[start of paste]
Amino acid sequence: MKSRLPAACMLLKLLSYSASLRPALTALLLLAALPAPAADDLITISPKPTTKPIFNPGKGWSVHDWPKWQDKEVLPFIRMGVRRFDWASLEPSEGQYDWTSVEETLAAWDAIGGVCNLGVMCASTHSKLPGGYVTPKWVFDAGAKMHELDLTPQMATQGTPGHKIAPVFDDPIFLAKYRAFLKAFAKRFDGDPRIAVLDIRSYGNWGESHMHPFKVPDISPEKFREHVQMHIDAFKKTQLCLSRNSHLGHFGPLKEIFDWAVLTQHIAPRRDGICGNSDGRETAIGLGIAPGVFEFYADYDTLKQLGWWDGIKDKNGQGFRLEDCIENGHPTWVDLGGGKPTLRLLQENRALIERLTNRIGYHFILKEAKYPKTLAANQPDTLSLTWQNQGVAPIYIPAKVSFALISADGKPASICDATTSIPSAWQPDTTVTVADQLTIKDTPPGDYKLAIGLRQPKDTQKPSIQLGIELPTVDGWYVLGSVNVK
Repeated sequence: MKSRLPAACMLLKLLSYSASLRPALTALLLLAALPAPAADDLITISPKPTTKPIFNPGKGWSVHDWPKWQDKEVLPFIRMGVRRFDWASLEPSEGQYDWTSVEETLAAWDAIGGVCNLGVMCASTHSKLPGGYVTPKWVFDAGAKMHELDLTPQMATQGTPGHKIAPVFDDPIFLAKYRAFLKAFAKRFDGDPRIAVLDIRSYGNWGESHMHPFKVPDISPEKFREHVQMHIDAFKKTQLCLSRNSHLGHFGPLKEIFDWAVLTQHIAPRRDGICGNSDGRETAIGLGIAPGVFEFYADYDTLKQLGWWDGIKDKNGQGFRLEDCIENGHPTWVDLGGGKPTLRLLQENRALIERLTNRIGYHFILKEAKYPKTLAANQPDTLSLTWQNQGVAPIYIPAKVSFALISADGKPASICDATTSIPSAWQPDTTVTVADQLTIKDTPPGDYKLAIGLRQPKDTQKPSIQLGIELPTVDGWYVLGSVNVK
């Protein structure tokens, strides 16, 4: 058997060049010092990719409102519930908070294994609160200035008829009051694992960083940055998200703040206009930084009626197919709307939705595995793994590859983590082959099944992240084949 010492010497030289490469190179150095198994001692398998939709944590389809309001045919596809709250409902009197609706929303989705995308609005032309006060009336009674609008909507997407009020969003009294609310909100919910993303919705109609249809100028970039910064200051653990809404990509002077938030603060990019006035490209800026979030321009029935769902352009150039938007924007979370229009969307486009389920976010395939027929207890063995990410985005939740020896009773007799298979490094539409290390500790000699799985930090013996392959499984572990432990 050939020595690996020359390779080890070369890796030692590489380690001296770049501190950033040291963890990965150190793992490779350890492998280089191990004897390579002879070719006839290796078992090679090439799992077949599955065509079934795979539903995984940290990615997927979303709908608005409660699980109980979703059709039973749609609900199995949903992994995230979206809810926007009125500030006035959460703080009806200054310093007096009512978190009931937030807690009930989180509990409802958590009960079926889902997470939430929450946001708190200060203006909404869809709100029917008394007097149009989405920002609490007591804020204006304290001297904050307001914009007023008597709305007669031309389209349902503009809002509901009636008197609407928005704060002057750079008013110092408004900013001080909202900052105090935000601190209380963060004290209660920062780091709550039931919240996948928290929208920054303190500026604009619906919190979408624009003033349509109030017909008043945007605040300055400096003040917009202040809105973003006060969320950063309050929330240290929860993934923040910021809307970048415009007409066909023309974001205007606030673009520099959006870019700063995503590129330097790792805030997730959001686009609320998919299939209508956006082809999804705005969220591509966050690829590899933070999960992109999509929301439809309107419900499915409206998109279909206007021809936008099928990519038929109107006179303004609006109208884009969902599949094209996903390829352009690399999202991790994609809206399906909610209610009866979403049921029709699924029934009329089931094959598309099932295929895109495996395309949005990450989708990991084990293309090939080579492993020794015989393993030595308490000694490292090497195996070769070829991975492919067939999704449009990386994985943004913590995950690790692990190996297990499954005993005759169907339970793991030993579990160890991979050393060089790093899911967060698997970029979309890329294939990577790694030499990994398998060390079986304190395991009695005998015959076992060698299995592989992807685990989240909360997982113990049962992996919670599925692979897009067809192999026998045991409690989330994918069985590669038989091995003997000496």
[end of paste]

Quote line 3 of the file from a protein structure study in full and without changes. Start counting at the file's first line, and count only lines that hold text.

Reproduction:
């Protein structure tokens, strides 16, 4: 058997060049010092990719409102519930908070294994609160200035008829009051694992960083940055998200703040206009930084009626197919709307939705595995793994590859983590082959099944992240084949 010492010497030289490469190179150095198994001692398998939709944590389809309001045919596809709250409902009197609706929303989705995308609005032309006060009336009674609008909507997407009020969003009294609310909100919910993303919705109609249809100028970039910064200051653990809404990509002077938030603060990019006035490209800026979030321009029935769902352009150039938007924007979370229009969307486009389920976010395939027929207890063995990410985005939740020896009773007799298979490094539409290390500790000699799985930090013996392959499984572990432990 050939020595690996020359390779080890070369890796030692590489380690001296770049501190950033040291963890990965150190793992490779350890492998280089191990004897390579002879070719006839290796078992090679090439799992077949599955065509079934795979539903995984940290990615997927979303709908608005409660699980109980979703059709039973749609609900199995949903992994995230979206809810926007009125500030006035959460703080009806200054310093007096009512978190009931937030807690009930989180509990409802958590009960079926889902997470939430929450946001708190200060203006909404869809709100029917008394007097149009989405920002609490007591804020204006304290001297904050307001914009007023008597709305007669031309389209349902503009809002509901009636008197609407928005704060002057750079008013110092408004900013001080909202900052105090935000601190209380963060004290209660920062780091709550039931919240996948928290929208920054303190500026604009619906919190979408624009003033349509109030017909008043945007605040300055400096003040917009202040809105973003006060969320950063309050929330240290929860993934923040910021809307970048415009007409066909023309974001205007606030673009520099959006870019700063995503590129330097790792805030997730959001686009609320998919299939209508956006082809999804705005969220591509966050690829590899933070999960992109999509929301439809309107419900499915409206998109279909206007021809936008099928990519038929109107006179303004609006109208884009969902599949094209996903390829352009690399999202991790994609809206399906909610209610009866979403049921029709699924029934009329089931094959598309099932295929895109495996395309949005990450989708990991084990293309090939080579492993020794015989393993030595308490000694490292090497195996070769070829991975492919067939999704449009990386994985943004913590995950690790692990190996297990499954005993005759169907339970793991030993579990160890991979050393060089790093899911967060698997970029979309890329294939990577790694030499990994398998060390079986304190395991009695005998015959076992060698299995592989992807685990989240909360997982113990049962992996919670599925692979897009067809192999026998045991409690989330994918069985590669038989091995003997000496």